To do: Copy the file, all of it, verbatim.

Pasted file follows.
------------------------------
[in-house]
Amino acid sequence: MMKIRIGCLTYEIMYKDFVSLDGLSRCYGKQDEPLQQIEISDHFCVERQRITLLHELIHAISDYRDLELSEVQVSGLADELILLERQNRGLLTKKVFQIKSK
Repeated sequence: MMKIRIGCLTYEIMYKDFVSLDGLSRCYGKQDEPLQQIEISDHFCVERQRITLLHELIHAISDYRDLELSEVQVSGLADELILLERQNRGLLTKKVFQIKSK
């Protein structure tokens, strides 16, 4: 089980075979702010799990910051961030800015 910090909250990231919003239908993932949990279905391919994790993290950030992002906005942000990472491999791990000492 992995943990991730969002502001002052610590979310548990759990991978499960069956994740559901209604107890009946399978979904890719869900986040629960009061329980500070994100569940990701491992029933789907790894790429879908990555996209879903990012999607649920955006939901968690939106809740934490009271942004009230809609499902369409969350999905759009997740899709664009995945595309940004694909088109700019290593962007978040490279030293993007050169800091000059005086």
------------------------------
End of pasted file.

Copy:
[in-house]
Amino acid sequence: MMKIRIGCLTYEIMYKDFVSLDGLSRCYGKQDEPLQQIEISDHFCVERQRITLLHELIHAISDYRDLELSEVQVSGLADELILLERQNRGLLTKKVFQIKSK
Repeated sequence: MMKIRIGCLTYEIMYKDFVSLDGLSRCYGKQDEPLQQIEISDHFCVERQRITLLHELIHAISDYRDLELSEVQVSGLADELILLERQNRGLLTKKVFQIKSK
């Protein structure tokens, strides 16, 4: 089980075979702010799990910051961030800015 910090909250990231919003239908993932949990279905391919994790993290950030992002906005942000990472491999791990000492 992995943990991730969002502001002052610590979310548990759990991978499960069956994740559901209604107890009946399978979904890719869900986040629960009061329980500070994100569940990701491992029933789907790894790429879908990555996209879903990012999607649920955006939901968690939106809740934490009271942004009230809609499902369409969350999905759009997740899709664009995945595309940004694909088109700019290593962007978040490279030293993007050169800091000059005086």